Exterior Stucco: Natural Cement vs Natural Hydraulic Lime
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daveT



Joined: 11 Jan 2014
Posts: 5
Location: Westchester, NY

PostPosted: Sat Jan 11, 2014 9:56 pm    Post subject: Exterior Stucco: Natural Cement vs Natural Hydraulic Lime Reply with quote

Hoping to get some advice on what to do with the exterior of a 100 year old house in Westchester County, NY.

House is constructed of Natco hollow clay tiles (blocks) covered with a few coats of either natural cement or Portland cement (or something else)-- ending in an exterior stucco finish.

Over the last 50 years many local contractors have come through patching and replacing entire areas with mixes of Portland cement. During my 20 year ownership, I've seen that Portland mixes look fine initially, but always crack after a few years. Then water gets behind them, and the Portland layer falls off.

As an experiment, I had an experienced contractor try one wall with Virginia Lime Works 150 (natural hydraulic lime). Maybe it was too late in the season (cold), but it became sandy and disintegrated.

Contacted Edison Coatings in Connecticut, they recommended Rosendale Natural Cement (14S plus RL-4 latex high permeability additive). This held up well (2 years so far) no cracks. Appears to be more flexible than Portland mixes. But this Rosendale Natural Cement discolors and becomes blotchy after rain or humid weather. The blotches fade when it dries out, but not completely.

I was going to try Everkote (a potassium silicate, low viscosity tinted coating sold by Edison) to darken the stucco to hide the moisture blotching.

Anyone know the details of Natural Cement vs Natural Hydraulic Lime (vs Portland) and what works for exterior stucco in the NorthEast? I have many exterior walls to reconstruct. What should I be using?
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Don Wagstaff



Joined: 09 Sep 2010
Posts: 102

PostPosted: Sun Feb 02, 2014 8:55 am    Post subject: Reply with quote

I guess the lime you used was either to old or yes, it froze while there was still water in there. Neither inherent problems that cannon be simply dealt with.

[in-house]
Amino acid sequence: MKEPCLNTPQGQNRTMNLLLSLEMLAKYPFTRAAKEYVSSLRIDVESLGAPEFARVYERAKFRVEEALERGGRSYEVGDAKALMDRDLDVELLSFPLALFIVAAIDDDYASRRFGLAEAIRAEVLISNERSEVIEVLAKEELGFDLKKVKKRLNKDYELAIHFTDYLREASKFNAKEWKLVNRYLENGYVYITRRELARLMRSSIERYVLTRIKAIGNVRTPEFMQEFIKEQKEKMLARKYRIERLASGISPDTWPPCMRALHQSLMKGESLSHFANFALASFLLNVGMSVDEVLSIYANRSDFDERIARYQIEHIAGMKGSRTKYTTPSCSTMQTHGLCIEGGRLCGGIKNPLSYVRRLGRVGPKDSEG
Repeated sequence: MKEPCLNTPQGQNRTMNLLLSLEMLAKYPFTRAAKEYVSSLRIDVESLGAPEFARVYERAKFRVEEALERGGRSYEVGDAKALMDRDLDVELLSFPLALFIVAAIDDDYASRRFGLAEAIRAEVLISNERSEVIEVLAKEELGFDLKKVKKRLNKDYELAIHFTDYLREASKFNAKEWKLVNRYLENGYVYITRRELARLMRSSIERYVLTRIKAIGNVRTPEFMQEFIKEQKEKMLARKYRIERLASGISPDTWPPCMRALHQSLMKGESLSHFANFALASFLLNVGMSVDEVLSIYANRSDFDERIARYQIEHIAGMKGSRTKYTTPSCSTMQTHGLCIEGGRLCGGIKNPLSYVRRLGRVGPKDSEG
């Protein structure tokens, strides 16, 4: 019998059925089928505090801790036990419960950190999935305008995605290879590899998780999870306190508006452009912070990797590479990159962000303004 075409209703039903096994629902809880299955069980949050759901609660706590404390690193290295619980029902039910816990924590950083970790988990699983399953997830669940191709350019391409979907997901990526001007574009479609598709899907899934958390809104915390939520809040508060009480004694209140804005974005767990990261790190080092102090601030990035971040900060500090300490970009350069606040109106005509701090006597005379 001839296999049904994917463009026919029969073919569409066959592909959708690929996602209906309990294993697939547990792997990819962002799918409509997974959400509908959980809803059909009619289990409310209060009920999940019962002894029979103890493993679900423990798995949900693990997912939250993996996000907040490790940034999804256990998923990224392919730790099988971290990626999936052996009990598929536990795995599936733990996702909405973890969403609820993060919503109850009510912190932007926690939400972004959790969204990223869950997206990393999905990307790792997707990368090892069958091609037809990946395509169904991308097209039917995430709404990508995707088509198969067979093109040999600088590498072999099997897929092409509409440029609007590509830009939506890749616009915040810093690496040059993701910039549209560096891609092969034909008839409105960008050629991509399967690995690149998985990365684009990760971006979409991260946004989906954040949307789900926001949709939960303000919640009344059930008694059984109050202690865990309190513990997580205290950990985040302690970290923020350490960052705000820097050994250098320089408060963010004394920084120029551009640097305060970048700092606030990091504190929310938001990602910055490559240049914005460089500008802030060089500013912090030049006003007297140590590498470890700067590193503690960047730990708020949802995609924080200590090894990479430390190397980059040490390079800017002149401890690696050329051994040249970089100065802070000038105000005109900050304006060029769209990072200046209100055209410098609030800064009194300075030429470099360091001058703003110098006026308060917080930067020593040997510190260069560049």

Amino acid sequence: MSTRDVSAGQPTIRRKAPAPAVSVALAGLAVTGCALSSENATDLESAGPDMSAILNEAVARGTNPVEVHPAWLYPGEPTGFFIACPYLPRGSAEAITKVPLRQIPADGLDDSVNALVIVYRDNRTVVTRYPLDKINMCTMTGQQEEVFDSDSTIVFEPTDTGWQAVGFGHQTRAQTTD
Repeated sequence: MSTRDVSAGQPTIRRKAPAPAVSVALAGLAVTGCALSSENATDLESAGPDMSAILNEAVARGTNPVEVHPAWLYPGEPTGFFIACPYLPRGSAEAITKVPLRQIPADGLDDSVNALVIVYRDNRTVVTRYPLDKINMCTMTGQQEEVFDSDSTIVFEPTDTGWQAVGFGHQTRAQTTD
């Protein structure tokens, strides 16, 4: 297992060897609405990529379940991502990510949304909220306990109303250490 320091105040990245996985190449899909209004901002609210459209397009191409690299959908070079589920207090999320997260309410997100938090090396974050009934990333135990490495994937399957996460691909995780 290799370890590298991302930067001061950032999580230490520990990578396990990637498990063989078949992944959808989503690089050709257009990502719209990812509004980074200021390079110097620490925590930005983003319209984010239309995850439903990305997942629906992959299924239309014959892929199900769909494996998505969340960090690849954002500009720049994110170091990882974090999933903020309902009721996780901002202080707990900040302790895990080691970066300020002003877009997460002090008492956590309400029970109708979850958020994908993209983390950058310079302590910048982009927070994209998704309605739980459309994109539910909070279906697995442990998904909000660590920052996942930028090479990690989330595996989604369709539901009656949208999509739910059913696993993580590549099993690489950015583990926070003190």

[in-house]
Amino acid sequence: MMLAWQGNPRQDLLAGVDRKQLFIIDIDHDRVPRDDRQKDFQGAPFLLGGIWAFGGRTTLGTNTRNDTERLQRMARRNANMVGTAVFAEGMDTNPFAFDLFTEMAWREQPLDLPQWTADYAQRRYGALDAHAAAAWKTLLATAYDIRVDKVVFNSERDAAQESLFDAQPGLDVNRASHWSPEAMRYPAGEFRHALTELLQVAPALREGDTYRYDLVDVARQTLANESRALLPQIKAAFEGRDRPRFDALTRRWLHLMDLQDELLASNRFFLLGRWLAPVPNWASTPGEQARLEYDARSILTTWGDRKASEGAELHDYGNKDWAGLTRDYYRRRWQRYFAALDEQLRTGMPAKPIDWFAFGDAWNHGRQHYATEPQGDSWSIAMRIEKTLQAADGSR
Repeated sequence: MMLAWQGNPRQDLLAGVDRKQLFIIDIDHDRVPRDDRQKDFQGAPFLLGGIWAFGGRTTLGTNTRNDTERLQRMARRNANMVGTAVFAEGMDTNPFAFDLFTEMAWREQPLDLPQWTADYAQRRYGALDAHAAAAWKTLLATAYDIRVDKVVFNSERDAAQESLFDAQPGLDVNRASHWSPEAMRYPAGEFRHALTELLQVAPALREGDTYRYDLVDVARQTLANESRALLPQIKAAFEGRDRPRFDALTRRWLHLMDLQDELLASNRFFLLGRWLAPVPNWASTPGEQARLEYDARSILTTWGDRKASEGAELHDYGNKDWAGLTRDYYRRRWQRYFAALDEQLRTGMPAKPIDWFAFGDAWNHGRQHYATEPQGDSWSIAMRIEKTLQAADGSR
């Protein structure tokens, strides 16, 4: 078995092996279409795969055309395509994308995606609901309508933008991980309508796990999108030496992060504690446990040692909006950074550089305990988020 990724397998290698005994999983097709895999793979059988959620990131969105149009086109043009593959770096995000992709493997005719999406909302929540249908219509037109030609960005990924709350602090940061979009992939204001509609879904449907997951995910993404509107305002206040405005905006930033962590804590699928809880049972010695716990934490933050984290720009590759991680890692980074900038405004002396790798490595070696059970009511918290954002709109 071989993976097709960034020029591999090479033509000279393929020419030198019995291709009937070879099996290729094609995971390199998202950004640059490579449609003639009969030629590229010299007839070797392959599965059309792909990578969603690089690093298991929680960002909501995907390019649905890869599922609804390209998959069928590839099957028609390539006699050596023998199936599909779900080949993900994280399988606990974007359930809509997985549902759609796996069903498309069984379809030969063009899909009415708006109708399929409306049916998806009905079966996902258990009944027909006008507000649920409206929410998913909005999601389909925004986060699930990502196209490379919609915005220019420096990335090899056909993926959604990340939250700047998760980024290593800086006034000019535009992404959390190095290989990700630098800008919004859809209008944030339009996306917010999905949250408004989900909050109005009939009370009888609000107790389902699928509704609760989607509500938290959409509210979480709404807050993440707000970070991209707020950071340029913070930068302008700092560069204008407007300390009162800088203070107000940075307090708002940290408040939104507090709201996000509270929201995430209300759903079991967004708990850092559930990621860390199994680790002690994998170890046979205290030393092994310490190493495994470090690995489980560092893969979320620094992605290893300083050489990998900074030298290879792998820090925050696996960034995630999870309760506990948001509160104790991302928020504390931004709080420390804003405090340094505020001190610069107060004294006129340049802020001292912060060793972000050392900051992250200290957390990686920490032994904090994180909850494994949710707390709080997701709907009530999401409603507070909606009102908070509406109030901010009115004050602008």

Greetings,

Don Wagstaff
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daveT



Joined: 11 Jan 2014
Posts: 5
Location: Westchester, NY

PostPosted: Mon Feb 03, 2014 9:55 am    Post subject: exterior stucco in Westchester, NY Reply with quote

What would your first choice be--
natural cement or hydraulic lime. Would you agree that the original was probably natural cement in this area year 1911? Any advantage of hydraulic lime?
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Don Wagstaff



Joined: 09 Sep 2010
Posts: 102

PostPosted: Mon Feb 03, 2014 2:20 pm    Post subject: Reply with quote

Hello,

So, when I could work out what went wrong the first time with the lime or otherwise get a satisfactory test section, that is what I would use. That said I'm not familiar with the materials or context as you have described, these clay blocks for example, and that could alter things. If there was a reason for natural cement to be on there, beyond average rain exposure or something like that, I would still use lime and just add in some puzzolan. You would essentially have then natural cement.

One thing that comes to mind is it might be the case that these clay blocks tend to draw water from the lime to rapidly. This could certainly cause it to fail as you describe. I have used alum as a coating on extra absorbent surfaces to slow this moisture exchange. But then you will also have to keep the surface of the lime moist and above all protected from the wind for about 4 days. The puzzolan in there will shorten this initial setting-up period.

Regards,

Don Wagstaff
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daveT



Joined: 11 Jan 2014
Posts: 5
Location: Westchester, NY

PostPosted: Mon Feb 03, 2014 4:16 pm    Post subject: Reply with quote

OK.

Thank you.
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Don Wagstaff



Joined: 09 Sep 2010
Posts: 102

PostPosted: Fri Feb 07, 2014 3:17 am    Post subject: Reply with quote

Pleasure
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